While reviewing and proof-reading the write-up for this article just prior to posting, the following phrase--though not the main point--struck me. "...premodern lesbians were part of the audience for culture and responded to that culture on an individual as well as a collective basis." When I brainstorm lesbian historic fiction, this is one of the concepts I keep constantly in mind. Whether or not my characters had access to an in-person familiarity with other women in same-sex relationships, what did they experience in the culture around them that could help them understand their feelings and desires? If they saw an allegorical painting of Jupiter-as-Diana making love to Callisto, if they watched a play where a character they knew to be female received the romantic advances of another woman while in male disguise, if they listened to a poem about Sappho enjoying the love of "Lesbian lasses", could those things shape their construction of their own sexuality every bit as much as real-life examples could?
The concept of queer identity as socially constructed (or at least the concept that the specific forms it takes is socially constructed) is something of a contentious point for those who feel their own desires to be innate and inherent (to say nothing of the potential political implications). But when looking at historic cultures where we find it difficult to find evidence for in-person lesbian subcultures, we shouldn't neglect the importance of how cultural expressions can create a meta-subculture every bit as important in grounding a person's understanding of sexuality as in-person interactions can be. (After all, consider how many women in recent decades first twigged to their interest in other women from watching Xena: Warrior Princess!)
Laskaya, Anne. 2011. “A ‘Wrangling Parliament’: Terminology and Audience in Medieval European Literary Studies and Lesbian Studies” in The Lesbian Premodern ed. by Noreen Giffney, Michelle M. Sauer & Diane Watt. Palgrave, New York. ISBN 978-0-230-61676-9
A collection of papers addressing the question of what the place of premodern historical studies have in relation to the creation and critique of historical theories, and especially to the field of queer studies.
Laskaya, Anne. 2011. “A ‘Wrangling Parliament’: Terminology and Audience in Medieval European Literary Studies and Lesbian Studies”
This article addresses the question of terminology for women who love women from three angles: literary-historical recovery of evidence of sexuality, queer disruptions of expected categories and readings of human desire across time, and scholarly talk-arounds such as “lesbian-like”. It points out the difficulty of retrieving historic language, given the biases and gaps in the historic record.
Laskaya considers the useful broad ambiguity of “queer” to be undermined by its tendency to be used more often in reference to men. This broadness of application can erase the specificity of “lesbian” and so to erase lesbian-specific concerns and readings. [Note: compare, for example, how "gay" is allegedly inclusive of women but defaults to being male-specific.] She looks for concrete evidence in the past and--specific to the current topic--the language used to identify and frame female same-sex desire. She examines the historicity of “lesbian” specifically.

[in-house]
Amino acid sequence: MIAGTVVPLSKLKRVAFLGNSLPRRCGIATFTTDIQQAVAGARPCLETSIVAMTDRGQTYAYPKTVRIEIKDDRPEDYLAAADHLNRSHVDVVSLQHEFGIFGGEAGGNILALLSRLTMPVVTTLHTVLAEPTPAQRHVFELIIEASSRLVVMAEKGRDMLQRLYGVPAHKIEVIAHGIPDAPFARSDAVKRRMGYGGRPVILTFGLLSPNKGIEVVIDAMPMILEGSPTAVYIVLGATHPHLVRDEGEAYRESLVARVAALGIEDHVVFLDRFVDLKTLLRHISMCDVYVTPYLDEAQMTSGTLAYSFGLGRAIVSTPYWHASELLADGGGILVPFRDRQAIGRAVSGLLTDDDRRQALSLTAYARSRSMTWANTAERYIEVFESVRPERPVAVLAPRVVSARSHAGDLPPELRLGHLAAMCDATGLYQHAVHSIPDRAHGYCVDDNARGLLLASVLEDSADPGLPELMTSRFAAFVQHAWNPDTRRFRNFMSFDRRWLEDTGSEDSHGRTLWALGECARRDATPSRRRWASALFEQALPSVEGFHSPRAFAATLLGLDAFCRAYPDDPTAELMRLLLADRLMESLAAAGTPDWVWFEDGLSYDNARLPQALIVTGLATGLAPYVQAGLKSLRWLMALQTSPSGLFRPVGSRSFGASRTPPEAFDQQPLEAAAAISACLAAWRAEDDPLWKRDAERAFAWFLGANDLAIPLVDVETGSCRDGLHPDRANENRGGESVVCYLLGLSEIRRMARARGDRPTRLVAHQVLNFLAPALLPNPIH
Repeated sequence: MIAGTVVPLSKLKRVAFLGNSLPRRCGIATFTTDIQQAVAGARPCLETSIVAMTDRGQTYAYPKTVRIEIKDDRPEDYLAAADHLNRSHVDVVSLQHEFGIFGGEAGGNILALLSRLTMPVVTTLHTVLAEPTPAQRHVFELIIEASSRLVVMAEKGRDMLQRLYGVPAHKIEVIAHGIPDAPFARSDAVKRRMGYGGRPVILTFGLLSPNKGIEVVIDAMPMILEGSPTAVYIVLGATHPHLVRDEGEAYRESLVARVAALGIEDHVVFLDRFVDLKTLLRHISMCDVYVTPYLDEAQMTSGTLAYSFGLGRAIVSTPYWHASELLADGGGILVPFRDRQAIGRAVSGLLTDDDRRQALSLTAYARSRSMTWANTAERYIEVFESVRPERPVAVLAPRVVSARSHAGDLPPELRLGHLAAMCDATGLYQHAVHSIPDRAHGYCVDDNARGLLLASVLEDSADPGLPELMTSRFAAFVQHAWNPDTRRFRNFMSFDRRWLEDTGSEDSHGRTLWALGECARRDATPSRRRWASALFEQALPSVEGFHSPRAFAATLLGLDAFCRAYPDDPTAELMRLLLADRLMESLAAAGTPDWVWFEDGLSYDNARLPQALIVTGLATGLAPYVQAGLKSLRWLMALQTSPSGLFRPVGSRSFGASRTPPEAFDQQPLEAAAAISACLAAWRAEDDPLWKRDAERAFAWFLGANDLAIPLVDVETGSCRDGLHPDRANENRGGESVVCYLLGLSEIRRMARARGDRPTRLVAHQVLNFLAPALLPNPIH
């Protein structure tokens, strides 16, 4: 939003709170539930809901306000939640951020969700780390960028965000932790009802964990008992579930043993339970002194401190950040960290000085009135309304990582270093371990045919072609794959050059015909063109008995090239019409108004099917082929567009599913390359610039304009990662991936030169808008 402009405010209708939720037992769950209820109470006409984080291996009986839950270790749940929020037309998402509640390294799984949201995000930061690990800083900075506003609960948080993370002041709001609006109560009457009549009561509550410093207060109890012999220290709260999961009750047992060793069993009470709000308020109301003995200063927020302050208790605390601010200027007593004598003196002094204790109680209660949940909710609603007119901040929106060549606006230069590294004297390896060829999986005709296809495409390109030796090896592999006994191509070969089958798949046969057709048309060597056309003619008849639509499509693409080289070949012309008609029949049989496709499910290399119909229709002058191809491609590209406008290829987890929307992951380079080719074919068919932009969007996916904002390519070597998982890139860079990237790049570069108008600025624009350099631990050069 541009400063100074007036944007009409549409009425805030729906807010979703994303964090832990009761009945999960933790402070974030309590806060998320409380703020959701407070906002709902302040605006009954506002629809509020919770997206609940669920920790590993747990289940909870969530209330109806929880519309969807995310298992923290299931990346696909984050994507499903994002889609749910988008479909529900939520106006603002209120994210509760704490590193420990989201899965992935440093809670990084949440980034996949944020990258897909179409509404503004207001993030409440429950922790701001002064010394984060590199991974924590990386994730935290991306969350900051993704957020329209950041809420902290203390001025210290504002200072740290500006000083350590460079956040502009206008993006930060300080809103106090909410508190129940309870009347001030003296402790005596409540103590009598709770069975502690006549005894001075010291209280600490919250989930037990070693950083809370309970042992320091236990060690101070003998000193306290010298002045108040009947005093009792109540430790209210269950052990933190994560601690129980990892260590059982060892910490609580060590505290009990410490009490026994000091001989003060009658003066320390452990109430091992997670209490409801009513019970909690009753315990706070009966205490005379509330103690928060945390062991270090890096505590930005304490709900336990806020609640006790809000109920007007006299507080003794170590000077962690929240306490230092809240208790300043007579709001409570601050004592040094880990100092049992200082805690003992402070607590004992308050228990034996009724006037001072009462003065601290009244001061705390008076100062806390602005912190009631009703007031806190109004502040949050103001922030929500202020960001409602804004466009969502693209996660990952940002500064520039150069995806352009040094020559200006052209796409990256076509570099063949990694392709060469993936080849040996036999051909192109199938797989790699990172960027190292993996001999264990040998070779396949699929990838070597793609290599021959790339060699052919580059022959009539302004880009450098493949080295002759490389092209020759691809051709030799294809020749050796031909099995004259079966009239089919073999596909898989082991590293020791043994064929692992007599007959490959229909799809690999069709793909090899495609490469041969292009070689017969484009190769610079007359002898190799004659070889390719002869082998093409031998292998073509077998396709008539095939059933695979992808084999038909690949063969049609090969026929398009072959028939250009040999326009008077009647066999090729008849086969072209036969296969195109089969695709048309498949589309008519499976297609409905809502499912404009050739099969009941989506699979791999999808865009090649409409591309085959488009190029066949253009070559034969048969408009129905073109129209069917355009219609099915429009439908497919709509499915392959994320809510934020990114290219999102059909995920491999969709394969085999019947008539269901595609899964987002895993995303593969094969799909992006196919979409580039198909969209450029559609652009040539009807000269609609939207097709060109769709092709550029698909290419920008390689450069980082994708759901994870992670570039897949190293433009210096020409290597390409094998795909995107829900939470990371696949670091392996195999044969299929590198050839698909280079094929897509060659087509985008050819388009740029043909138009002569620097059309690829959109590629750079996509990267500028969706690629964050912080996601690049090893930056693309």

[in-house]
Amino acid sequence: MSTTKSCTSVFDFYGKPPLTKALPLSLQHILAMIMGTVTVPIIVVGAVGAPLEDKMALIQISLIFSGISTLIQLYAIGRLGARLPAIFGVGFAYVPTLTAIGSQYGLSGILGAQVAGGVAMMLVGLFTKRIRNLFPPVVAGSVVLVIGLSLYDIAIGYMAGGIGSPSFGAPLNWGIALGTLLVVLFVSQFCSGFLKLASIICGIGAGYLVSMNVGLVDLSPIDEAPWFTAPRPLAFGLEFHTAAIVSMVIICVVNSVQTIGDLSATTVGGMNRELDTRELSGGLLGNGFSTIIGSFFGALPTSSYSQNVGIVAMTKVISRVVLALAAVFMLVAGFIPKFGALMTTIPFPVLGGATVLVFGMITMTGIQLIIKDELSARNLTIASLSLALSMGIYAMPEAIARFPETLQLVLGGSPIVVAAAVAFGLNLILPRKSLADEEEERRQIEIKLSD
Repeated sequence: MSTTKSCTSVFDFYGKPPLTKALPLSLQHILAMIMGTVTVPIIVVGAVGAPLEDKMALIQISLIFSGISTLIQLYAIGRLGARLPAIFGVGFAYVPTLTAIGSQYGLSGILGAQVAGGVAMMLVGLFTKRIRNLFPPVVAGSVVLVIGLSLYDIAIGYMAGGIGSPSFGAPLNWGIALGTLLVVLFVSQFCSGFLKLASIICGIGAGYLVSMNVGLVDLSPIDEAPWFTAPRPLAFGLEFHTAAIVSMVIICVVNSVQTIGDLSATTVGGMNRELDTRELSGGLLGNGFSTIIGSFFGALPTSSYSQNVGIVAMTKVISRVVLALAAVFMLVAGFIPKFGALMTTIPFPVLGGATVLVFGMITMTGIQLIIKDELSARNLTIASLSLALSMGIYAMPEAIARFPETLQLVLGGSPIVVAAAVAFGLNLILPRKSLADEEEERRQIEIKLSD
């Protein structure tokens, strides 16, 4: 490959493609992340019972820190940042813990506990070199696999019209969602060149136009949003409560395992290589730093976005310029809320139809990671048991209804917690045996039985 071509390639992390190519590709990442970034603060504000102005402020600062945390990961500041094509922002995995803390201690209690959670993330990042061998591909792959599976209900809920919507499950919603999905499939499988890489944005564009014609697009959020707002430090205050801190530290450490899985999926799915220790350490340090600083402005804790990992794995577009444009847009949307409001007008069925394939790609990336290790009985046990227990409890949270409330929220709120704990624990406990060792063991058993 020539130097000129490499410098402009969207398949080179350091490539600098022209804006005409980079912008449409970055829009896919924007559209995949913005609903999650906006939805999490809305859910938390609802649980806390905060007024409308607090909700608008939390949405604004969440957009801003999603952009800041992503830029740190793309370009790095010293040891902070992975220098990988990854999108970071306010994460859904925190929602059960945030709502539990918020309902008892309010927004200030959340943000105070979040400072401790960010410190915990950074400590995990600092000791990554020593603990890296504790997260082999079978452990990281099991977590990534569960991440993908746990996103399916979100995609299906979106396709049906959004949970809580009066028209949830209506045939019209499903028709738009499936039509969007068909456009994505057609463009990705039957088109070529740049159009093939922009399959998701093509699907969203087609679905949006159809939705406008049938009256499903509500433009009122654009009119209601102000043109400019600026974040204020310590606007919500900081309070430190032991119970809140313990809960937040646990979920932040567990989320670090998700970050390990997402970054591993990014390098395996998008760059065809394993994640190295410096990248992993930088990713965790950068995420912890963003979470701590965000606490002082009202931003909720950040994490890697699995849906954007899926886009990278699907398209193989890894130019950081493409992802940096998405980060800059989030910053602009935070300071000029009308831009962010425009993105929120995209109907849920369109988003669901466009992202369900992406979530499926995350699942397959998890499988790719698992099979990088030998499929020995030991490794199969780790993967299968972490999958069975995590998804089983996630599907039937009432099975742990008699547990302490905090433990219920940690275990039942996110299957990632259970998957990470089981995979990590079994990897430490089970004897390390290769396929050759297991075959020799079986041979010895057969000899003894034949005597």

Queer theory’s institutional prominence can undermine its disruptive potential in the academy. It becomes distanced from the specifics of identity politics and can be in conflict with the concerns of lesbian-feminism. Some approach “queer” as a reading/critical strategy rather than an identity, decoupling it from concepts such as “gay” or “lesbian”. [Note: This is why queer academics and queer identities are often incomprehensible to each other. Who owns the concepts of “queerness”?] Under this approach, “queer readings” disrupt homosexuality just as much as they disrupt heterosexuality.
Even as the concept "queer" undermines binaries, it stands in binary opposition to “not queer”. To the extent that “queer” gains power and status from its abstraction, it thus becomes congruent with conservative intellectual traditions that value abstraction over particularity. Is some of the current prominence of “queer” due to the permission it gives to larger numbers of people to lay claim to that abstraction-based status without engaging with particular embodied identities? [Note: This question comes perilously close to a suggestion that some people "aren't queer enough" to be queer. That is, as a critique of the term "queer" it feels awefully gatekeeperish.]
The concept of identities as socially constructed is widely accepted regardless of theoretical stance. Given this, to what extent are choices of language a way of creating and sustaining those social constructions? To what extent is the repetitious acknowledgement of social constructionism a way of creating and maintaining that concept? To what extent are the concepts of social constructs in conflict with individual agency? Without using that specific term, Laskaya points out that the “great man” theory of history requires an acceptance of the power of individual agency. And just as society is not monolithic, agency may affect specific social axes without changing all of them. This has relevance for lesbian studies because premodern lesbians were part of the audience for culture and responded to that culture on an individual as well as a collective basis. The potential homoerotic readings picked out by queer studies were available for experience and interpretation, as well as the ever-present potential for cross-gender identifications that “queer” the experience.